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Pregnancy

​​​​​​african-american woman talking on the phone in a coffee shop​​​​​​​​​​​​​​Pregnancy is a time when you and your baby need all the protection you can get.

Vaccinations during pregnancy will give protection to both mother and baby. 

When you are vaccinated, your body will create protective antibodies that will pass to your baby before birth. This will provide  protection to your baby after he/she  is born.

You can also provide indirect protection to your baby by making sure everyone who is around your baby is up-to-date with their vaccinations.​

It's flu season. Flu vaccine recommendations for pregnant women

If you are pregnant during influenza season, it is recommended to receive the annual flu vaccine.​
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​​Recommended vaccinations for pregnant women:

Diphtheria, TetanusWhooping Cough (Pertussis) – you need this vaccination (Tdap) during each of your pregnancy usually between 27 and 36 weeks into your pregnancy. This is given to boost maternal immunity which then helps protect your newborn baby from pertussis. (whooping cough).  

Influenza – you will need this vaccine for each flu season. Pregnant women are more prone to severe illness from flu. Pregnant women with flu also have a greater chance for serious problems for their unborn baby, including premature labor and delivery. Therefore, women who are pregnant during influenza season are recommended to receive the annual flu vaccine.​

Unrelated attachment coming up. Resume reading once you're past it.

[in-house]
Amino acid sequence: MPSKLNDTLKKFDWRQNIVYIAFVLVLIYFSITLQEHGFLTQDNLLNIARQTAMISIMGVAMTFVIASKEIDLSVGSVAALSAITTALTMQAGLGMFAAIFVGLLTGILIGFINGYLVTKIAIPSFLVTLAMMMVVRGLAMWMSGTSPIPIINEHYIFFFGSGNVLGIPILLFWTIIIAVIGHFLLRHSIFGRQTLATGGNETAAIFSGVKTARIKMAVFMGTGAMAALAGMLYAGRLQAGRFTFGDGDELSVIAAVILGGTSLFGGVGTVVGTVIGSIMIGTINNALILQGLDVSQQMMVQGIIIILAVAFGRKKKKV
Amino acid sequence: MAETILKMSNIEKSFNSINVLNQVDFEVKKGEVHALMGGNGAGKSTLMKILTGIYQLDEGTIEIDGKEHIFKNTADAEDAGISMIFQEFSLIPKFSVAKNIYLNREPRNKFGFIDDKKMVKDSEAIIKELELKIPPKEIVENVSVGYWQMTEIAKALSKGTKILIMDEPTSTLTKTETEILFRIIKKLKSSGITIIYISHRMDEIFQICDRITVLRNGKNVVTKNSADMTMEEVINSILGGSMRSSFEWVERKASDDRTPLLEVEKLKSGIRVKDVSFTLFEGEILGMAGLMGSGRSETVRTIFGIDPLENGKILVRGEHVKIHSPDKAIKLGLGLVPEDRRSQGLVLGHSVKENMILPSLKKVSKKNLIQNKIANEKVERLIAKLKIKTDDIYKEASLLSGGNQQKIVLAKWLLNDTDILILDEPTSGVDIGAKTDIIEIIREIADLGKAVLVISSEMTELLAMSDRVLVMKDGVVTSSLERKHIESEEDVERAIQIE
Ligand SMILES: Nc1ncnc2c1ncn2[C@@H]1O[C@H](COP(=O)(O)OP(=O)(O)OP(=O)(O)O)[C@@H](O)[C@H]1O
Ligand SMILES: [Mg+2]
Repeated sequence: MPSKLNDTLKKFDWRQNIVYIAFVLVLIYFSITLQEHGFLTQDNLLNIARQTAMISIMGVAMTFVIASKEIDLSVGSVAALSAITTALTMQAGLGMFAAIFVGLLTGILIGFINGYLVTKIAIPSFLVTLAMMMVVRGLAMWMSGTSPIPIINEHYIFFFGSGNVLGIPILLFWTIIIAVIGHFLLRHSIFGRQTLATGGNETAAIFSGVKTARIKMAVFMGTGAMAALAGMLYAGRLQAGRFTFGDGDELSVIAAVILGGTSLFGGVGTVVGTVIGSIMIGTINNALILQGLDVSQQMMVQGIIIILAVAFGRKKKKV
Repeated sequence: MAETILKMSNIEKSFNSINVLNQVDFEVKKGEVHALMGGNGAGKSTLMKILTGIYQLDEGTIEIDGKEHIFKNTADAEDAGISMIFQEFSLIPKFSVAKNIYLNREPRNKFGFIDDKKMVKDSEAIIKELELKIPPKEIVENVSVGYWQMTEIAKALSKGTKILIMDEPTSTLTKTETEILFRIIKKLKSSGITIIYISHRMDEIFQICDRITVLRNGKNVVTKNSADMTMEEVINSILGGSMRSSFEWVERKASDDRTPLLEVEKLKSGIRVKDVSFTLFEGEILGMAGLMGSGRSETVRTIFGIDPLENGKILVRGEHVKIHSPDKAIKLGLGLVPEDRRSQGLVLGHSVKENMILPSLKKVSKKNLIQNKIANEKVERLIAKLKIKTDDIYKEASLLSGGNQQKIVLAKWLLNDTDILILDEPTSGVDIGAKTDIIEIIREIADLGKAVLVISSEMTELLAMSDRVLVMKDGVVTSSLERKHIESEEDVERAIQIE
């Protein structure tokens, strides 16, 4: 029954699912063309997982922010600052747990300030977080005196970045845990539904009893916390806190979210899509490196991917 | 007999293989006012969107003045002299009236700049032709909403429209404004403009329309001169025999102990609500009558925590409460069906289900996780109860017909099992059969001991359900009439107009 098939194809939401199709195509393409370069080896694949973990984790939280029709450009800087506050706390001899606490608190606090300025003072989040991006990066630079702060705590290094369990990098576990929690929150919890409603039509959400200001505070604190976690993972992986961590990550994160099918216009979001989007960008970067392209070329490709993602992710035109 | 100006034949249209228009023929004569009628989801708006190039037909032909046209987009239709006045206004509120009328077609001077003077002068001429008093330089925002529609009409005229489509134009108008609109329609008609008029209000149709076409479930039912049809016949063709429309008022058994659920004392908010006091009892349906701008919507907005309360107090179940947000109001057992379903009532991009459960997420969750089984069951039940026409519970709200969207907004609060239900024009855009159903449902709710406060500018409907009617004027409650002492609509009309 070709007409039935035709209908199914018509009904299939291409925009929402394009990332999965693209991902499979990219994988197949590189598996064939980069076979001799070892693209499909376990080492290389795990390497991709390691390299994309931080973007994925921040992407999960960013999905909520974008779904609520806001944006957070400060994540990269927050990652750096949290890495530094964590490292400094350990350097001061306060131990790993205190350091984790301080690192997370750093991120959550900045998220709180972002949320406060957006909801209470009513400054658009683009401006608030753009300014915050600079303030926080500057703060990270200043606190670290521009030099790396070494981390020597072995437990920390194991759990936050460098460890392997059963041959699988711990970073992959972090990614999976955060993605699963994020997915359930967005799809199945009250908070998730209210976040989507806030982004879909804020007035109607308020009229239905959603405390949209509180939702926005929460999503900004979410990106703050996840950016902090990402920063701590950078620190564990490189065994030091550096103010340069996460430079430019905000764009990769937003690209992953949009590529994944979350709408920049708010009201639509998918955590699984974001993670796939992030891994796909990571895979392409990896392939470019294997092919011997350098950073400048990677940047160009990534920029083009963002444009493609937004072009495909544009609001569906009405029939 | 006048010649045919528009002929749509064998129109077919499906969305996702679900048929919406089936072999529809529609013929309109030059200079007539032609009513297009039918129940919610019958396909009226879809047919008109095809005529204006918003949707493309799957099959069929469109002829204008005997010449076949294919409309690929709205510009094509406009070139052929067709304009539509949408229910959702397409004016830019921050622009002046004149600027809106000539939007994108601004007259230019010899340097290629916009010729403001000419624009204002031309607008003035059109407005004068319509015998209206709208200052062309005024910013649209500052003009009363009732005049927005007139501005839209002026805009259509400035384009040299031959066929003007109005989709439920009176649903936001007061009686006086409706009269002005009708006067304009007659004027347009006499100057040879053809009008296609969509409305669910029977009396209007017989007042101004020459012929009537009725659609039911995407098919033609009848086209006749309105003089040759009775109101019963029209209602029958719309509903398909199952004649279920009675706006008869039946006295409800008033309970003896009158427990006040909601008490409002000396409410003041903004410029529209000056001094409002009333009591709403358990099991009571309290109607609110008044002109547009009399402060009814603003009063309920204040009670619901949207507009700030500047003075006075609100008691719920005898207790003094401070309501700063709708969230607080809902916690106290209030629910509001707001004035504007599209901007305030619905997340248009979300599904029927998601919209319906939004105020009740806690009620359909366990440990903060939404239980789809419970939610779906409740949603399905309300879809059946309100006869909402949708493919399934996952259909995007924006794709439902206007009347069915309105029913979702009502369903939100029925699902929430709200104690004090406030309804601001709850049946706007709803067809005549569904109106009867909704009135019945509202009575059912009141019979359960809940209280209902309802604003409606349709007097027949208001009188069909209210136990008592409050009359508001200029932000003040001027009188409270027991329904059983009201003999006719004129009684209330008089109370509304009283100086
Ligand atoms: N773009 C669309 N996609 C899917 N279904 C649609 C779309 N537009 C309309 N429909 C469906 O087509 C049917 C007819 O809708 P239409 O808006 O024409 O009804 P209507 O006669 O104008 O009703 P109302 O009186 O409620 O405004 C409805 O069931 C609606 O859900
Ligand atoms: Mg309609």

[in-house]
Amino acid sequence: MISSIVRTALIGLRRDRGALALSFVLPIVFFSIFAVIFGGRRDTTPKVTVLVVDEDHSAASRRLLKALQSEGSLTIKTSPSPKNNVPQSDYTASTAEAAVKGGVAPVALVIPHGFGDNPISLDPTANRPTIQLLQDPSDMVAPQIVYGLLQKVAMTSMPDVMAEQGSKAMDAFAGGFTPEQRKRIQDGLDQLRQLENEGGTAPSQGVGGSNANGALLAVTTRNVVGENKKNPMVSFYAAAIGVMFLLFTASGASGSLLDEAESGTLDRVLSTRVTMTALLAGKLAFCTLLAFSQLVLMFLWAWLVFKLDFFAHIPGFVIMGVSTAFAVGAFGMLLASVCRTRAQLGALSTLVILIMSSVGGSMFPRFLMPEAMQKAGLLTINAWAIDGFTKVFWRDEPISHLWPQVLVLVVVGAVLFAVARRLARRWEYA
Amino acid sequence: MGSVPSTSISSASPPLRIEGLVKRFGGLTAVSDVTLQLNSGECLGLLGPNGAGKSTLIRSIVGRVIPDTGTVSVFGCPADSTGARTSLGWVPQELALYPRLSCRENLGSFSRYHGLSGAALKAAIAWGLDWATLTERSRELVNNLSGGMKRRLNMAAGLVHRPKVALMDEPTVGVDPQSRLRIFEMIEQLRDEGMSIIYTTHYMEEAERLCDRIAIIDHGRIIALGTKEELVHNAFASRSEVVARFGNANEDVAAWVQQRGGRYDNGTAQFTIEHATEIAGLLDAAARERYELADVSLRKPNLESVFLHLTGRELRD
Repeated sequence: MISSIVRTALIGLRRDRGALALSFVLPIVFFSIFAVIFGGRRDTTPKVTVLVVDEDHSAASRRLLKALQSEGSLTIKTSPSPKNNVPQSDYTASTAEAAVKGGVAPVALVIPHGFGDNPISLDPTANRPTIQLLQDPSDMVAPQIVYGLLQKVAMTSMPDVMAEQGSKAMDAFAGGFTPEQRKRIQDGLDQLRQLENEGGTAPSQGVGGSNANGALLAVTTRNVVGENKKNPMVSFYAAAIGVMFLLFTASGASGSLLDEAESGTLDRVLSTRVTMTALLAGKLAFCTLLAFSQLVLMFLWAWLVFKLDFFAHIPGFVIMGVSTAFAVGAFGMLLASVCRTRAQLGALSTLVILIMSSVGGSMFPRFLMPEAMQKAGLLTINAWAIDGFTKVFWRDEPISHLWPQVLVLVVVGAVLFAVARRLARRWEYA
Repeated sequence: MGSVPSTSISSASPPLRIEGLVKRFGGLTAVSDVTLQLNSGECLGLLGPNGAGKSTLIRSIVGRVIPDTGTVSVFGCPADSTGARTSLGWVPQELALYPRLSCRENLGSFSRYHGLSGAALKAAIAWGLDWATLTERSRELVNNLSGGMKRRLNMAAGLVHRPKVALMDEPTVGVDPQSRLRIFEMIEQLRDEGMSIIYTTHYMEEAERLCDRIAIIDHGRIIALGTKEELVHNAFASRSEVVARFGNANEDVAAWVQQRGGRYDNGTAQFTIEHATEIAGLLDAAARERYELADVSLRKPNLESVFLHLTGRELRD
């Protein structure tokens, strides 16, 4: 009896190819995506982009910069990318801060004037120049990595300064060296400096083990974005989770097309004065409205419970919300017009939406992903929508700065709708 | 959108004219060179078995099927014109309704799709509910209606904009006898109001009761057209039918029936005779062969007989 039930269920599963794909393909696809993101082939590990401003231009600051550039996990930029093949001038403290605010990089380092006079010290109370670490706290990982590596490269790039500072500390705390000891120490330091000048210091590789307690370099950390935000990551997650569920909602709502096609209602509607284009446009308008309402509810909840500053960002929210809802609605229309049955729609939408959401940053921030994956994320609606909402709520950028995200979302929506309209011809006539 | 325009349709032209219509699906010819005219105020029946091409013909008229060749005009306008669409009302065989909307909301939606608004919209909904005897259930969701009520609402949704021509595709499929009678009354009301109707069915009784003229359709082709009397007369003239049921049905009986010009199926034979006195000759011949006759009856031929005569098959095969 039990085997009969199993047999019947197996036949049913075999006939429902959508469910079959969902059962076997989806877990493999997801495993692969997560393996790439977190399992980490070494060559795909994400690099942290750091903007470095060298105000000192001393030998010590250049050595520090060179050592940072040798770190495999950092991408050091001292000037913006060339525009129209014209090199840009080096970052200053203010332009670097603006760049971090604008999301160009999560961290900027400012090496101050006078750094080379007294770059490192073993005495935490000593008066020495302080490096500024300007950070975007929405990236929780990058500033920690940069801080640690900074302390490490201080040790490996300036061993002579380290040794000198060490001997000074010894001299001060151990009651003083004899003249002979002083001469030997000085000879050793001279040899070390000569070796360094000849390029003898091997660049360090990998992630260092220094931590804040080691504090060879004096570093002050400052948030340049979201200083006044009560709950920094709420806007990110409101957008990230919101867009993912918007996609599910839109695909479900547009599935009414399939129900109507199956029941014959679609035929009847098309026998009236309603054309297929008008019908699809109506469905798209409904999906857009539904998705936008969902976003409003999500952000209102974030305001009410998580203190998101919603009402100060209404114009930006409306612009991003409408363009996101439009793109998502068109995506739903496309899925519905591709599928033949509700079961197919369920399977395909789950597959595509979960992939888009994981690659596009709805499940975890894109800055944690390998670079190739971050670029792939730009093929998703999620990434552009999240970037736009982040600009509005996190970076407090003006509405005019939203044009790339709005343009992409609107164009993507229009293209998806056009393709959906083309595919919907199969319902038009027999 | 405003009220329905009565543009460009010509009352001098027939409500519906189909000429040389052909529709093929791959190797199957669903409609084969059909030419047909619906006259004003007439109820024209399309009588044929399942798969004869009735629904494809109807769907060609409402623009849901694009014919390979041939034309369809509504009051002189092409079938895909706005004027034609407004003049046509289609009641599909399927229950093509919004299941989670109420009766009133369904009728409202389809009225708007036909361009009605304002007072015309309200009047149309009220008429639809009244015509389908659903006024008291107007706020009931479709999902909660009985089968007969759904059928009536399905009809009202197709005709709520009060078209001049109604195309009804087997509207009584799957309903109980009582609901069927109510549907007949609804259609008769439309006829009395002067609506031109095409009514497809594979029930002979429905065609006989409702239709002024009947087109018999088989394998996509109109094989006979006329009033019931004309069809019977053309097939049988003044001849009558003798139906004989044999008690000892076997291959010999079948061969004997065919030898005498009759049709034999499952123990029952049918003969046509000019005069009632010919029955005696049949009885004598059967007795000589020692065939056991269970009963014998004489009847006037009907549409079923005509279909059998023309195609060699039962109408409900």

Others – your doctor may recommend others depending on your health

Vaccine Preventable Diseases​​

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Take the Infant Immunization Quiz

Test your knowledge of vaccinations against a variety of diseases that can affect your child. This quiz is based on information from the CDC.

1. A pregnant woman passes antibodies to her unborn baby through the placenta to protect against certain diseases. About how long does this natural immunity last after birth?
2. Which vaccine is given soon after birth?
3. Bacterial meningitis strikes infants more often than any other age group. Which vaccine will help prevent one previously common type of meningitis?
4. What type of reaction commonly occurs after the diphtheria, tetanus, and acellular pertussis (DTaP) vaccine?
5. When should an infant not be given a DTaP vaccine?
6. In the combined DTP immunization used in the past, which of the three vaccine components reportedly caused severe reactions?